Xpress writers pick top stories of 2017

Graphic by Hillary Edgin

A mystery in-deed: Who owns Pack Square?

maxhunt“It’s not every day that one stumbles upon a genuine mystery smack dab in the middle of the city, but locating the historic records around Pack Square’s ownership led me down a rabbit hole that revealed much more about Asheville’s development and cultural evolution than I anticipated. I chased this story from the archives of Pack Memorial Library to the high deserts of New Mexico in search of an answer to a seemingly simple question; in the process, I gained a greater appreciation of how complex Asheville’s history truly is (and how complicated real estate law can be).”

— Max Hunt, staff writer

Attitude of gratitude: Asheville residents from around the globe dish about Thanksgiving

ginasmith“In 2017, my coverage explored everything from local efforts to reduce food waste to the intersection of Asheville’s ceramic arts and restaurant communities. But I’d have to say my favorite story is the Thanksgiving article, ‘Attitude of Gratitude,’ because I was able to meet with local immigrants from all over the world and learn their thoughts about gratitude and American holiday traditions.”

— Gina Smith, Food section editor and writer

All through the night: Shedding light on Asheville’s third shift

thomascalder“My article on third-shift workers stands out as a personal favorite. It gave me (and hopefully our readers) a view of the city we might not otherwise have seen.”

— Thomas Calder, staff writer 

Changing course: Asheville City Schools take aim at racial disparities

virginiadaffron“As a parent of a child in the Asheville City Schools and a former substitute teacher in the system, I have plenty of reasons to be interested in what goes on in our city’s classrooms. Public schools sit at the nexus of virtually every social issue in our society, so how these institutions grapple with a legacy of marginalization of students of color and students with disabilities is profoundly consequential for individual children and our community as a whole.”

“In addition to the main focus of this story, I particularly enjoyed observing Isaac Dickson kindergarten teachers using mindfulness techniques in their classrooms and afterward discussing those approaches with them. Jack Sorokin’s wonderful photography also contributed a lot to the piece.”

— Virginia Daffron, managing editor and writer

Asheville architect Scott Huebner wins prestigious Matsumoto Prize

edwinarnaudin“My father, Steve Arnaudin, is an architect and long ago instilled in me an appreciation for quality design. Speaking with Scott Huebner and getting a glimpse at his creative process provided a long-awaited opportunity to combine my profession with my dad’s while sidestepping nepotism. I look forward to writing about local architecture more in the coming year.”

— Edwin Arnaudin, staff writer

Abstract art in human form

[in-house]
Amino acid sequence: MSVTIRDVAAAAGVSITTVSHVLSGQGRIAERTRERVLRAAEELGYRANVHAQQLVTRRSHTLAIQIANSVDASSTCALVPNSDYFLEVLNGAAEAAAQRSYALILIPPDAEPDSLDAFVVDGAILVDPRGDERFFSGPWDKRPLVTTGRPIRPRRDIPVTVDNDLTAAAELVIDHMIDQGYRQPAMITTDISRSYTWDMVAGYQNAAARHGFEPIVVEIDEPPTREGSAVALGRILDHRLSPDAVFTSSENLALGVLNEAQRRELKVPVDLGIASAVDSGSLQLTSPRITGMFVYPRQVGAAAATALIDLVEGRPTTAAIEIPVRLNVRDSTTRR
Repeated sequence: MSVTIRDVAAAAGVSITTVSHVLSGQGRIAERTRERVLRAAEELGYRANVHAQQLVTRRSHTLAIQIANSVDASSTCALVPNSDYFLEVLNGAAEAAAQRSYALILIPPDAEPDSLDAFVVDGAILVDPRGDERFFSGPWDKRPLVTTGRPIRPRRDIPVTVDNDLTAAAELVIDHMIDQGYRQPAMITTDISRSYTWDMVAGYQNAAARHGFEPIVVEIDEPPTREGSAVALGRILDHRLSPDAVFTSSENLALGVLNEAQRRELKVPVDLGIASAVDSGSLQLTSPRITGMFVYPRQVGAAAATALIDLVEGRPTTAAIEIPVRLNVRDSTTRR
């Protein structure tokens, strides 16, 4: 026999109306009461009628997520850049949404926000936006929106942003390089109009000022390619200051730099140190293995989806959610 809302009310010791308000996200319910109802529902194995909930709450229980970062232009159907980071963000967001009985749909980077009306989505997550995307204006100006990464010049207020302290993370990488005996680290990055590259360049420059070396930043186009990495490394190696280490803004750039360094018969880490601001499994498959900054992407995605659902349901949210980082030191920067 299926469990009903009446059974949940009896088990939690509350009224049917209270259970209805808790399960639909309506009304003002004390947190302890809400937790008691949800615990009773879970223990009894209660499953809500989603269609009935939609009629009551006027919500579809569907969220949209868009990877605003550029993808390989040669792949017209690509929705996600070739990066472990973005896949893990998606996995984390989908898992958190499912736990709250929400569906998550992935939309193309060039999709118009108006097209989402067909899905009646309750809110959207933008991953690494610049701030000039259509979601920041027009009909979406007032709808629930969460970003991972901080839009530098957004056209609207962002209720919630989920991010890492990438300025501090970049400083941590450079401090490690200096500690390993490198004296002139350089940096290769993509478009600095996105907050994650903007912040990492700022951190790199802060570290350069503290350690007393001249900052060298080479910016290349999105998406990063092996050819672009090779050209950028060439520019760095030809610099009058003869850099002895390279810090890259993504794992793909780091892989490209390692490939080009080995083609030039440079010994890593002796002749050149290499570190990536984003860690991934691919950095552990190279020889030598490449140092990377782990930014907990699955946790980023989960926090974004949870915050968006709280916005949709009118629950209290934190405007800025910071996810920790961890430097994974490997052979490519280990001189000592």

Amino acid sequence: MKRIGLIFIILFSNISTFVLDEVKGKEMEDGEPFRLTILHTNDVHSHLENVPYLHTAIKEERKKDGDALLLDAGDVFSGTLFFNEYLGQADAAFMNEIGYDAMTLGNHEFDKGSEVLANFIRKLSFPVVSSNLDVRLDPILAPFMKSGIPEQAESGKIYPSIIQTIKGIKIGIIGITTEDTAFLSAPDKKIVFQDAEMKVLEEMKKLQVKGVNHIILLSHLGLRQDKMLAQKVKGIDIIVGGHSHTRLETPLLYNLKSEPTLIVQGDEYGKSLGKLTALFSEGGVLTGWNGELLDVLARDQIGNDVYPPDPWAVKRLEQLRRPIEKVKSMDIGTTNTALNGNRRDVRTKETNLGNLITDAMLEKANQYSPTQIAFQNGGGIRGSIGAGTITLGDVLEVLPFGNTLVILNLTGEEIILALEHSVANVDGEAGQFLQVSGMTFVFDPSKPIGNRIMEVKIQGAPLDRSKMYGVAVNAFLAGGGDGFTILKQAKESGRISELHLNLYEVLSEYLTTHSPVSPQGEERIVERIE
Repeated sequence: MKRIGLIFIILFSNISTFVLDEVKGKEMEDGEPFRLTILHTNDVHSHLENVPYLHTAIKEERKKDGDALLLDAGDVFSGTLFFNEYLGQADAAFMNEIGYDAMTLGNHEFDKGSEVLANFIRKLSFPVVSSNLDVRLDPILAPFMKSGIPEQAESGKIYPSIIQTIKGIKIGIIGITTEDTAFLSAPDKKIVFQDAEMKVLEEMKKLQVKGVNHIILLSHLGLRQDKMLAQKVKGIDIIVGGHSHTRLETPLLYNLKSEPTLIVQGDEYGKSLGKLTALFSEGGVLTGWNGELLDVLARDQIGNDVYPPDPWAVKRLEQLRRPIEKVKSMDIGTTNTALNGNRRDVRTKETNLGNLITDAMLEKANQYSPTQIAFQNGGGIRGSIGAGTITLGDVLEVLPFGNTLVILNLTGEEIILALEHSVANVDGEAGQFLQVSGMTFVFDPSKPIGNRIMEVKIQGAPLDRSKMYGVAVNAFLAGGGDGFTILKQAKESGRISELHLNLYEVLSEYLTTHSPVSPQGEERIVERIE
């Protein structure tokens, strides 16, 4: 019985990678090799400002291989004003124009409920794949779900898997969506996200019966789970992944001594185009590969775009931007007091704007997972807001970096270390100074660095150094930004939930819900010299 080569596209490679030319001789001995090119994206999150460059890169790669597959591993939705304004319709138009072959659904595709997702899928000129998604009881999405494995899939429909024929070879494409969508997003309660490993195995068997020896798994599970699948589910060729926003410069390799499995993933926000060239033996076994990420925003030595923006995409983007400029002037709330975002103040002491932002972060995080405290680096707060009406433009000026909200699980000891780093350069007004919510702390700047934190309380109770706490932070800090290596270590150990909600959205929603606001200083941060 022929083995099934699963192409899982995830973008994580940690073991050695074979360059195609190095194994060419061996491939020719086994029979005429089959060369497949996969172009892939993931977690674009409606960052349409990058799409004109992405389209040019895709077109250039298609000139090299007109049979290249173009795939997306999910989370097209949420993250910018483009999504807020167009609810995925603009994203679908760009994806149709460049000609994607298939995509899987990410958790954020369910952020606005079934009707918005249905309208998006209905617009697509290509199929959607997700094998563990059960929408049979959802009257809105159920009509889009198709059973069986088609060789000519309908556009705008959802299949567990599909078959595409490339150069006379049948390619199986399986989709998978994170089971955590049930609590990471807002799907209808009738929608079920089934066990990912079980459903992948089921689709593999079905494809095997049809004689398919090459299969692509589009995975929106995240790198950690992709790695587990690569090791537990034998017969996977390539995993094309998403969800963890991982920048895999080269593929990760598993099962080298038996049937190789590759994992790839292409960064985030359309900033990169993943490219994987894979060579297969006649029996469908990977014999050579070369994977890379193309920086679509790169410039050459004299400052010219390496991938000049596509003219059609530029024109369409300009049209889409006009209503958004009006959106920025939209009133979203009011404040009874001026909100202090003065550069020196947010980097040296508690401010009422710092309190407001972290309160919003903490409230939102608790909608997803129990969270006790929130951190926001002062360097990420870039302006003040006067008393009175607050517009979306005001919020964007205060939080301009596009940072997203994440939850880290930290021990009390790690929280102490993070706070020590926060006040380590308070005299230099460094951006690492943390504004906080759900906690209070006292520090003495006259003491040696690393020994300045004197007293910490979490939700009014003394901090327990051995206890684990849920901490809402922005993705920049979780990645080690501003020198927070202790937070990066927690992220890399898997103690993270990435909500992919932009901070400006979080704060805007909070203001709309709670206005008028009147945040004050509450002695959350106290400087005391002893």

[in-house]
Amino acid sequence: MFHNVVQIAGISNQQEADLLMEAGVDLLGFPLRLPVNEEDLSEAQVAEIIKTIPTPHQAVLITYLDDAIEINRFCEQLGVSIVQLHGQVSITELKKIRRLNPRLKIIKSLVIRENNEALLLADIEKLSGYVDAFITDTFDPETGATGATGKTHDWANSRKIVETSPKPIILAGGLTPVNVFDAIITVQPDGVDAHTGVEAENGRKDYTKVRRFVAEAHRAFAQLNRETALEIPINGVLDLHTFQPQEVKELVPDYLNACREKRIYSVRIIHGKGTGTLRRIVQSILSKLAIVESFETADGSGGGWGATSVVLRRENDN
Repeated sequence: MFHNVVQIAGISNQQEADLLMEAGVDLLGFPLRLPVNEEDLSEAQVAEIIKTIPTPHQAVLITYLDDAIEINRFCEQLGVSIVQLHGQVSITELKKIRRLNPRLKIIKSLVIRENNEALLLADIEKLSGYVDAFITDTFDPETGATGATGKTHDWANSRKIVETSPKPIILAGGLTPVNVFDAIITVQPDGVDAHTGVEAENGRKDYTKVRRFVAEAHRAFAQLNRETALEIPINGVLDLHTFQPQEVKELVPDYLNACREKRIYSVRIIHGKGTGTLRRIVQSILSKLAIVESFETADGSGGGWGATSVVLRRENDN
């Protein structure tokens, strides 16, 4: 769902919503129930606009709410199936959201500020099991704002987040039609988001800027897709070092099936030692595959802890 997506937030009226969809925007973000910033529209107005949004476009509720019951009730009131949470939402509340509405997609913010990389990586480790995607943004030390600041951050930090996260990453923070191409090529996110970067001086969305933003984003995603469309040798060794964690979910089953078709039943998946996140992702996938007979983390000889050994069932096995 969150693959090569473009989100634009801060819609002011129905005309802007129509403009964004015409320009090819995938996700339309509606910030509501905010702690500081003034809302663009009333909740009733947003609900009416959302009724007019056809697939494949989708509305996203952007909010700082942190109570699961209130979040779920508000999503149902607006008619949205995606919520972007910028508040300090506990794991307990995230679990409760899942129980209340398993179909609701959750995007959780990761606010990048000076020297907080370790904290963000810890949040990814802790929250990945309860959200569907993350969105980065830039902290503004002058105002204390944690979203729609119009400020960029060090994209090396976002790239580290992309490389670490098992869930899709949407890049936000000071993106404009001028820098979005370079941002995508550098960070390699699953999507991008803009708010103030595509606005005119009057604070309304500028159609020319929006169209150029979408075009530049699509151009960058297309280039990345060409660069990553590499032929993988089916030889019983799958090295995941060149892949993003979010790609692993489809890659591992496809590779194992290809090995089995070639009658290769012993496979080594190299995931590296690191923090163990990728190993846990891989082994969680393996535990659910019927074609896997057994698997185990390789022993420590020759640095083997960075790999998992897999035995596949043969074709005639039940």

alimarshall“This story looked at the intersection of visual art, performance art, music and storytelling, which came together in the collaborative Kibwe: A Marionette Puppet Performance.”

— Alli Marshall, Arts and Entertainment section editor and writer

Power to the pebble: Rock shops embrace Earth’s aesthetic and energy

CLKS2140 (1)“My first job, while still in high school, was as a tour guide at a natural limestone cavern. Beyond rattling off handy ways to remember the difference between stalactites and stalagmites, I developed a deep love of geology. I still feel a fondness for fluorite and an affection for amethyst, so I was excited to spend time with the proprietors of Asheville’s rock shops to hear what makes the minerals business so special. I wanted to uncover the elements of rock shops that are different from other types of retail — the stories of how parents bring their kids to wonder at the fossils, how energy workers get connected with crystals they find useful, how the owners travel the globe seeking the most striking stones.

“Remarkably, all three interviewees told me they have the best job in the world — a refreshing workplace joy in today’s jaded world.”

— Carolyn Morrisroe, news editor and writer

Where there’s smoke: How local fire departments keep residents safe in changing times

Screen Shot 2017-12-30 at 8.35.58 AM“Growing up in the hamlet of Brasstown, I found the local volunteer fire department to be part of the cast of characters that make the community worth living in. I worked with them for several years. They selflessly offer help to the people who, as my fire chief used to say, were ‘having a really bad day’ — sometimes the worst day of their lives. The fire service is one of the places I learned the value of showing up and pitching in to help.

“I was attracted to writing this story because the nature of the fire service in Buncombe County — with the pressures of high-dollar development — has clearly been changing for some time to a much more professional and qualified service. In general, the shift is positively affecting the quality of service. At the same time, a lot more public money changes hands through these independent, quasi-governmental organizations with very limited oversight or obligation for transparency, which can cause problems. That issue is outlined in an accompanying story, ‘Focus on the fire family,’ about Chief Dennis Presley of Skyland Fire and Rescue retiring amid accusations of nepotism.”

— Able Allen, office manager and staff writer

See also:

2017 Xpress year in review

Who’s counting? Xpress by the numbers in 2017


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About Virginia Daffron
Managing editor, lover of mountains, native of WNC. Follow me @virginiadaffron

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